Pasta

"My favorite pastas are bean-based pastas for an increase in fiber and plant-based protein boost, but whole grain pastas are also great. Pastas make a great side dish or main course and provide a lot of nutrition for not a lot of money." — Gisela Bouvier

Canned Chickpeas

"I love the hearty, nutty flavor of chickpeas and add them to soups, sauces, and salads as a quick source of protein. Chickpeas are bursting with nutrients. A single half-cup serving provides six grams of fiber and is a good source of iron, magnesium, phosphorus, folate, copper, and manganese, which support functions such as oxygen transport, cell division, bone health, immunity, and digestive health. I look for canned chickpeas in a BPA-free can with no added salt." — Edwina Clark

Broccoli

"Broccoli is great raw, sautéed, roasted, added to soups, stews, and even tacos! [It is a] versatile food packed with phytochemicals, antioxidants, and fiber, and a cruciferous veggie known for potential cancer-fighting properties." — Cathy Leman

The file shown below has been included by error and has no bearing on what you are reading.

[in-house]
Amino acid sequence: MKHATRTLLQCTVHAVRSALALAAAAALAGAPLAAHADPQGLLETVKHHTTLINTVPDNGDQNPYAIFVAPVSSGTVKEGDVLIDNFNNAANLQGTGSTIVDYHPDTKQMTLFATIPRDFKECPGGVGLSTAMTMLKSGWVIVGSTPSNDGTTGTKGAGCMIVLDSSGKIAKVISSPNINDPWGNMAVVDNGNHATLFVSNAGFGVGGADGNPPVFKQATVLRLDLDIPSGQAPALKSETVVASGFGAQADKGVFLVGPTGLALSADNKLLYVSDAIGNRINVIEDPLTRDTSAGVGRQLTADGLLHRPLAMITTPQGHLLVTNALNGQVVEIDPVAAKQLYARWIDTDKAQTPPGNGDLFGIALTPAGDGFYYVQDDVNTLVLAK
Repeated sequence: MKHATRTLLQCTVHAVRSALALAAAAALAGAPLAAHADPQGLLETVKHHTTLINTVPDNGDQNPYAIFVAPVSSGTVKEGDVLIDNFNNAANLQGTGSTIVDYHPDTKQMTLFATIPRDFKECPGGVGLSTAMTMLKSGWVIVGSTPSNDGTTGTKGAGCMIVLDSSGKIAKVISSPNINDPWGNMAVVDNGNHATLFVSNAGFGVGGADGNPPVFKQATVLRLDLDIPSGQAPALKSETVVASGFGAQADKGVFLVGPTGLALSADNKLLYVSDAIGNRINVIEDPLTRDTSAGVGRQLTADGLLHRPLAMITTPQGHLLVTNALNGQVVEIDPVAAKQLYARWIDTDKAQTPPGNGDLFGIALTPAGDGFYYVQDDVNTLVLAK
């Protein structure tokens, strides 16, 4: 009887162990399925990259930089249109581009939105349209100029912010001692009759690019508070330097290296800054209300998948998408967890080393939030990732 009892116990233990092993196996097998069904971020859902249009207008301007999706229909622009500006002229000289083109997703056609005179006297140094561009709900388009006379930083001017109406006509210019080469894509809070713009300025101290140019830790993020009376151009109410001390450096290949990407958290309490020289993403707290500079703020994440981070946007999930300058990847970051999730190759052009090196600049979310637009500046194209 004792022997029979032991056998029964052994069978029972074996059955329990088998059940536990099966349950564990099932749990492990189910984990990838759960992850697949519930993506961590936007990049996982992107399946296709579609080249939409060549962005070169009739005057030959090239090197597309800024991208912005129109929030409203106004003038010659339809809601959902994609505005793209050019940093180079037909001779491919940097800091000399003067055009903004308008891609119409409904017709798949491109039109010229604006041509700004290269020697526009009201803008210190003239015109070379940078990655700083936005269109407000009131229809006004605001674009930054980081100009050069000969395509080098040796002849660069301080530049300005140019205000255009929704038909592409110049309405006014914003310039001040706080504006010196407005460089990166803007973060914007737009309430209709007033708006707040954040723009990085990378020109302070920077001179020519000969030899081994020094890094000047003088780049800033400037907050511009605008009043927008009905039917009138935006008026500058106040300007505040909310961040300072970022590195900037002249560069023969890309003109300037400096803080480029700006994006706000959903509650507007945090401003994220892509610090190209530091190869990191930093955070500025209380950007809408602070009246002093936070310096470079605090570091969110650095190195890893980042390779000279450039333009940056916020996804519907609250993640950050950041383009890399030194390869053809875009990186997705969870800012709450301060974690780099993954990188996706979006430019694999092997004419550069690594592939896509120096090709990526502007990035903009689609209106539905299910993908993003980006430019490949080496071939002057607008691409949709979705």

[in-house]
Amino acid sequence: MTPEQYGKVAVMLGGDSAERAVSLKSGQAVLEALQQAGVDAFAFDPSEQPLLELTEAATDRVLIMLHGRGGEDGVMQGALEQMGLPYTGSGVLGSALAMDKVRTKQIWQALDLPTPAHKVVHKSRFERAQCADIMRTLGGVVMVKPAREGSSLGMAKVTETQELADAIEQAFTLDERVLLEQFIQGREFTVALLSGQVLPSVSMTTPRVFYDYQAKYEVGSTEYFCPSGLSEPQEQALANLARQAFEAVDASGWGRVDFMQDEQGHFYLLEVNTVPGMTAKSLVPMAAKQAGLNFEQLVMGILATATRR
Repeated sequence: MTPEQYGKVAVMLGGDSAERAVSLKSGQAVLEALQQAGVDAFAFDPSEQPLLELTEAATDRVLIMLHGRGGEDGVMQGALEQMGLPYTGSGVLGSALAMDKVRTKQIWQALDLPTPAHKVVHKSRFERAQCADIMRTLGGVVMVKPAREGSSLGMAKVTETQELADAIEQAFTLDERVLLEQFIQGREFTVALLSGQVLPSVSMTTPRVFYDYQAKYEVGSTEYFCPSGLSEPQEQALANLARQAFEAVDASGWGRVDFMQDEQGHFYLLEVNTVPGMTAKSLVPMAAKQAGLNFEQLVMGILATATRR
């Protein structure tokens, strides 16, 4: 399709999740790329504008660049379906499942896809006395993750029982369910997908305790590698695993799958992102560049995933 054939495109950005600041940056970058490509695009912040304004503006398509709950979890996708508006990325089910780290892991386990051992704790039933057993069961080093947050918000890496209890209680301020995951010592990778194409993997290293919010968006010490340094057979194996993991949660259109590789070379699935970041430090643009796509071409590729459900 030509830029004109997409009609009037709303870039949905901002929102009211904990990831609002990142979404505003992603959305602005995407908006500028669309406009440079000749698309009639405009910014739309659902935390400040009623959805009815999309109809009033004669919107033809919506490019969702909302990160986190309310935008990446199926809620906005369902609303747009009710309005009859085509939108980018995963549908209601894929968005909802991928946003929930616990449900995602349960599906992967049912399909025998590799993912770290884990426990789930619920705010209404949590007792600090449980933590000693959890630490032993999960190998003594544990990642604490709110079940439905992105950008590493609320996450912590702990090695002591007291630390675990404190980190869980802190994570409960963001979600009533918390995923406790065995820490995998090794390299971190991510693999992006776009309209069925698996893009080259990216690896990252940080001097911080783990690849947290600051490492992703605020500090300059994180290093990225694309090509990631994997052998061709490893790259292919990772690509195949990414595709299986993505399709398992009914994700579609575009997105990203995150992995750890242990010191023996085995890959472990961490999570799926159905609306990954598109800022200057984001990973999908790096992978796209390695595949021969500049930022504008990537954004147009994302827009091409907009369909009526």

Chia Seeds

"These tiny seeds are nutritional superstars in my book because they contain a combination of filling fiber, protein, and healthy fats, so including them in any meal or snack will be sure to boost satiation with a nutritious punch. They're also extremely versatile and a great egg replacement in vegan recipes." — Chelsey Amer

Avocado

"The creamy mouthfeel makes avocados a great alternative to traditional mayonnaise and other spreads. Avocados are rich in cardioprotective monounsaturated fatty acids, fiber, potassium, and vitamins E and C. I like to buy them in different stages of ripeness so I always have the perfect avocado readily available to spread on sprouted wheat bread and top with a perfect over-easy egg." — Suzanne Fisher

Fiber-Rich Bread